Pittsburgh seeks OK to sell blighted properties owned by fugitive
Pittsburgh is confident it can persuade a judge Monday to sign off on the sale of four blighted Beechview properties once owned by former developer Bernardo Katz, according to the city solicitor.
Solicitor Lourdes Sanchez Ridge, who used international connections to serve Katz with legal notice of the tax delinquency sale scheduled for Oct. 30, said the city sent 40 certified letters to various Katz addresses in Brazil, Mt. Lebanon and Oklahoma.
“In my estimation, we've done more than we had to do,” Ridge said Friday. “I wanted to make sure that the judge thinks we did enough.”
Katz, 56, fled the United States in 2007 to avoid prosecution in a mortgage scheme.
Federal authorities consider him a fugitive. He is living in Brazil, which has no extradition treaty with the United States, according to published reports.
Federal authorities accused Katz of defrauding banks of about $20 million and indicted him in 2009 on charges of conspiracy and mortgage fraud. He defaulted on a $750,000 Pittsburgh Urban Redevelopment Authority loan that was intended to support improvements in Beechview, where he left behind a trail of dilapidated properties in the business district.
According to Brazilian news magazine CartaCapital, which has published several stories about Katz, he's living in a beach-front apartment overlooking Guanabara Bay in Rio de Janeiro. Katz told the publication that he is innocent of wrongdoing in the United States.
Efforts to reach him were unsuccessful.
Downtown Attorney David S. Pollock, who represented Katz in a divorce proceeding, said his former client is living in Brazil with his wife and children. Katz, he said, is an accomplished cello player and regularly performs in public.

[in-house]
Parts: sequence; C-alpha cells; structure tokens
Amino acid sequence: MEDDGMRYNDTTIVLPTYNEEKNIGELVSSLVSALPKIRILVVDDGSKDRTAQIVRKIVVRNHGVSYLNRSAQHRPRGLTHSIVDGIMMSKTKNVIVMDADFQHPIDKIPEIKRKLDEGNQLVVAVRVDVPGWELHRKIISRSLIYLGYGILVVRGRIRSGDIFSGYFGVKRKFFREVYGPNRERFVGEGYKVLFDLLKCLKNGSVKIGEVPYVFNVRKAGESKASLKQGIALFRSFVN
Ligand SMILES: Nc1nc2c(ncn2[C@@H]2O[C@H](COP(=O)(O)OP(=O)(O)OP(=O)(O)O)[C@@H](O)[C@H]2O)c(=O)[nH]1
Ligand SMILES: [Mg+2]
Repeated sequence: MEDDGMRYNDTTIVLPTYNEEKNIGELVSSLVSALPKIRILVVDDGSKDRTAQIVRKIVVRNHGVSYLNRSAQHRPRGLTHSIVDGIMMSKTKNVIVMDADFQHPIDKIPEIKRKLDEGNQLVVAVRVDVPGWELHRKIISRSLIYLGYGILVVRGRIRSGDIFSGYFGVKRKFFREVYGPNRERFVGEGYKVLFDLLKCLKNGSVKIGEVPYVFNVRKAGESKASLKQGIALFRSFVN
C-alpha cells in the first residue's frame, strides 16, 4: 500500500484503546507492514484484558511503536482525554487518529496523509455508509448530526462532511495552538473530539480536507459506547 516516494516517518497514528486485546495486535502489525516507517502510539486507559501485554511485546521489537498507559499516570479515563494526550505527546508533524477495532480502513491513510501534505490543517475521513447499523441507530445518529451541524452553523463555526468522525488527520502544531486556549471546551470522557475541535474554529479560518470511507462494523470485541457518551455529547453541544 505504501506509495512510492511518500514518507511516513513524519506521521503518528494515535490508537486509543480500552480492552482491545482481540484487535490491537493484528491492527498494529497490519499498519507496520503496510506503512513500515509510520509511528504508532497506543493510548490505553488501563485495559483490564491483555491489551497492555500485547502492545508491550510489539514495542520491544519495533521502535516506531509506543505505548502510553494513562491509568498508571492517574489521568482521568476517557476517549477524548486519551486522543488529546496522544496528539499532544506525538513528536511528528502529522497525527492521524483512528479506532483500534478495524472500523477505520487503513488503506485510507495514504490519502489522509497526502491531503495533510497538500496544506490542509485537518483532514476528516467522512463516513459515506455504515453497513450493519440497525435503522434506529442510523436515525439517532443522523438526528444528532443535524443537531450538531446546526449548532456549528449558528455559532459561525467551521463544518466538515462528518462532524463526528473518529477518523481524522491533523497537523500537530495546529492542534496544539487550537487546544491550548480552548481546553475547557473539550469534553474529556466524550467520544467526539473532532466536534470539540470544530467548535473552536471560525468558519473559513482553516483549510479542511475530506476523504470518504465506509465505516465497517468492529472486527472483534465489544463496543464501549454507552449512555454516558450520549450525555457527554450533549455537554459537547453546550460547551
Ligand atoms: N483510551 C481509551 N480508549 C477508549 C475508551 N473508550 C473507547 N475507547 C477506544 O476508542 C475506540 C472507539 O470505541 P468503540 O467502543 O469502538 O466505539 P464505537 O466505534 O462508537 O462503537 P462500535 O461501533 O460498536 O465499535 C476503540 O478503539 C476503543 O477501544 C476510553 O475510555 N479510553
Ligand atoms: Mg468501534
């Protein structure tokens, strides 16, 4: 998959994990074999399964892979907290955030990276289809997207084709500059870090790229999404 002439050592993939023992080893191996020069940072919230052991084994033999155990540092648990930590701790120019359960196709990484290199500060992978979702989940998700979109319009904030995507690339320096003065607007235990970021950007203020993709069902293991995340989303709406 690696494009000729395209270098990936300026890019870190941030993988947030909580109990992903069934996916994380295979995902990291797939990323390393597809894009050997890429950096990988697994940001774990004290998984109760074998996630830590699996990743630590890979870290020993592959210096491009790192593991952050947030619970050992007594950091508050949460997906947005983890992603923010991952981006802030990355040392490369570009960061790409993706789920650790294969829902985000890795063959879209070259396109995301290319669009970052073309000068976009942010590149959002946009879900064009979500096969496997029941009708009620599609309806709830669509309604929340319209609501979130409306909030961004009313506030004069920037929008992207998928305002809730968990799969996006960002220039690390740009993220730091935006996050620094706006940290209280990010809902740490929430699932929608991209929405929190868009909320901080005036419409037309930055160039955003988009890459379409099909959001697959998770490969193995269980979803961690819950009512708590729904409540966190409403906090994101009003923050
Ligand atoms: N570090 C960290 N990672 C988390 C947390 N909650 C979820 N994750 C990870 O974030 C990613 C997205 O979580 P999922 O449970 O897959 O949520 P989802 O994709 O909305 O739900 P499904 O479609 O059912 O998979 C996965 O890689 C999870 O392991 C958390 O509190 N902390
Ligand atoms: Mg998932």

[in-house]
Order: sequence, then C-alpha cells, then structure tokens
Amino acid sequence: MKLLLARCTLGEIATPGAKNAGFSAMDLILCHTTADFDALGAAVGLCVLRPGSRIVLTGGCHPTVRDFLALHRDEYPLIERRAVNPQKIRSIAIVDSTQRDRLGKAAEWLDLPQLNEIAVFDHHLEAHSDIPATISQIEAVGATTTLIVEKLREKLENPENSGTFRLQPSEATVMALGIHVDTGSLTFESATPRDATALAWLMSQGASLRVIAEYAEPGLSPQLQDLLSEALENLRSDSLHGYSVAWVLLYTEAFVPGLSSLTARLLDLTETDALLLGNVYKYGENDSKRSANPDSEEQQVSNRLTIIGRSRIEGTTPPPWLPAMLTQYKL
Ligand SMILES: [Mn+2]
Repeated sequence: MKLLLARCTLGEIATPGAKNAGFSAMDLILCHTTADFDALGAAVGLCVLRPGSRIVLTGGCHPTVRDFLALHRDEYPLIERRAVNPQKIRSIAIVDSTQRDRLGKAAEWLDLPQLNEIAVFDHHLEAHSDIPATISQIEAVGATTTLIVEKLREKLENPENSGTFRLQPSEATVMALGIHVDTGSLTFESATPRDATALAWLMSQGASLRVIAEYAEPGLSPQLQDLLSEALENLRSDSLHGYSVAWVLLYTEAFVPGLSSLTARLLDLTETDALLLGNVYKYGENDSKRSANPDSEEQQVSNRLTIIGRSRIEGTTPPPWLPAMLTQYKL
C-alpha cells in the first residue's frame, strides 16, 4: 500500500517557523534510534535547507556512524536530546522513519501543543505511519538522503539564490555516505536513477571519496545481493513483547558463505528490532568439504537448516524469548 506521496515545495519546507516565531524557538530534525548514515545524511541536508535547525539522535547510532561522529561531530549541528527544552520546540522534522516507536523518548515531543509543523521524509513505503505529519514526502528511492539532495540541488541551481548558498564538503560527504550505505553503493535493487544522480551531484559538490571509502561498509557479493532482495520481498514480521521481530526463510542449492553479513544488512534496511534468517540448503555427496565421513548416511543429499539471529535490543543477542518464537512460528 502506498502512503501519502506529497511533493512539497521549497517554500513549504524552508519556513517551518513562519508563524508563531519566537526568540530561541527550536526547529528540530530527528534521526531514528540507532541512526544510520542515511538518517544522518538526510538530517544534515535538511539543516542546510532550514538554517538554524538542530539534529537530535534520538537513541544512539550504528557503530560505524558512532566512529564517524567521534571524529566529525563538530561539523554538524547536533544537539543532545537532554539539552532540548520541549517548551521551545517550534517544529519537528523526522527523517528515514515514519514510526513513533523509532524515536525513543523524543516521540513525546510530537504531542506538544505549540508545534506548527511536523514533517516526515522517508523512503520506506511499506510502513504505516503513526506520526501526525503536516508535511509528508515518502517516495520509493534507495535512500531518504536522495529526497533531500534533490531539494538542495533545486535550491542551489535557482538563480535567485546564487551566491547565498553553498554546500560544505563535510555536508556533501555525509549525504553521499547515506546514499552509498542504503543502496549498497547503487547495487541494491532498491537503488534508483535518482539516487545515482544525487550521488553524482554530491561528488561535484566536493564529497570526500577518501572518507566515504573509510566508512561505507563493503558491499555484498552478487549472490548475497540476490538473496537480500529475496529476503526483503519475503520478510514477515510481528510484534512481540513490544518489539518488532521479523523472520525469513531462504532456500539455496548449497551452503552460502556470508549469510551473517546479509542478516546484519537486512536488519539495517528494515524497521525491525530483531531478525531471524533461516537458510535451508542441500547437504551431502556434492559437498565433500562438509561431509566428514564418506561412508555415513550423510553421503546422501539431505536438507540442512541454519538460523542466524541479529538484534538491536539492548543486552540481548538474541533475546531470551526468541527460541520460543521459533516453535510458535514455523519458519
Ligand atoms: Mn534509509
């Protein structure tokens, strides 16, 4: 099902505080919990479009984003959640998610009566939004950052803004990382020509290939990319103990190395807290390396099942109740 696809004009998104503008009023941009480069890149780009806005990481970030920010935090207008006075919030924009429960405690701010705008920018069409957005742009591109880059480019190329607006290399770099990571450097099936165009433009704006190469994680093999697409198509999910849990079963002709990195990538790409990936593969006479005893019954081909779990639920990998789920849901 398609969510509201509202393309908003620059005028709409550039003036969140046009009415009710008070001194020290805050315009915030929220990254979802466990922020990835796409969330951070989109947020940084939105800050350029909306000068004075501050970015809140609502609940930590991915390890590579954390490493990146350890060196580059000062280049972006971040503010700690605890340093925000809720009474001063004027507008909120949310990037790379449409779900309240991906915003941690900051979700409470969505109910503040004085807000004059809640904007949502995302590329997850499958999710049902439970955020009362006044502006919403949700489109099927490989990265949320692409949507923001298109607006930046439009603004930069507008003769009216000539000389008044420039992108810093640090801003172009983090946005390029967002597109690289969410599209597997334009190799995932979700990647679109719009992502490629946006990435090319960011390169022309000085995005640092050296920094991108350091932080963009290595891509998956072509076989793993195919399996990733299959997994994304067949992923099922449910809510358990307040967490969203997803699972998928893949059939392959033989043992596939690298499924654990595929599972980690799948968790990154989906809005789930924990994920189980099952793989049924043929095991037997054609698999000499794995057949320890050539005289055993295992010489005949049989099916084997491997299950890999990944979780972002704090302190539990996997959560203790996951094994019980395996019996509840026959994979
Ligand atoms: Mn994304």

“He's living in his home country, and he's not hiding,” said Pollock, who considers Katz a friend. “Anybody can find him. I wish I could connect you, but I'm not at liberty to do that.”
Ridge said Pittsburgh's problem was finding a good address for Katz where the city could serve him notice required by law that it intends to sell his tax-delinquent properties.
Through connections she had with Mackrell International, a worldwide consortium of attorneys sharing legal resources, Ridge found a Brazilian law firm that provided three addresses for Katz. The city sent certified letters — one letter for each property to both Katz and his wife, Holly — to all three addresses. It sent similar letters to former Katz addresses in Mt. Lebanon and Oklahoma.
All of the letters were returned. One sent to Brazil had “refused” written on it in Portuguese.
“I felt we had a duty to go a step further because we're taking someone's property,” Ridge said.
Bob Bauder is a staff writer for Trib Total Media. He can be reached at 412-765-2312 or email@example.com.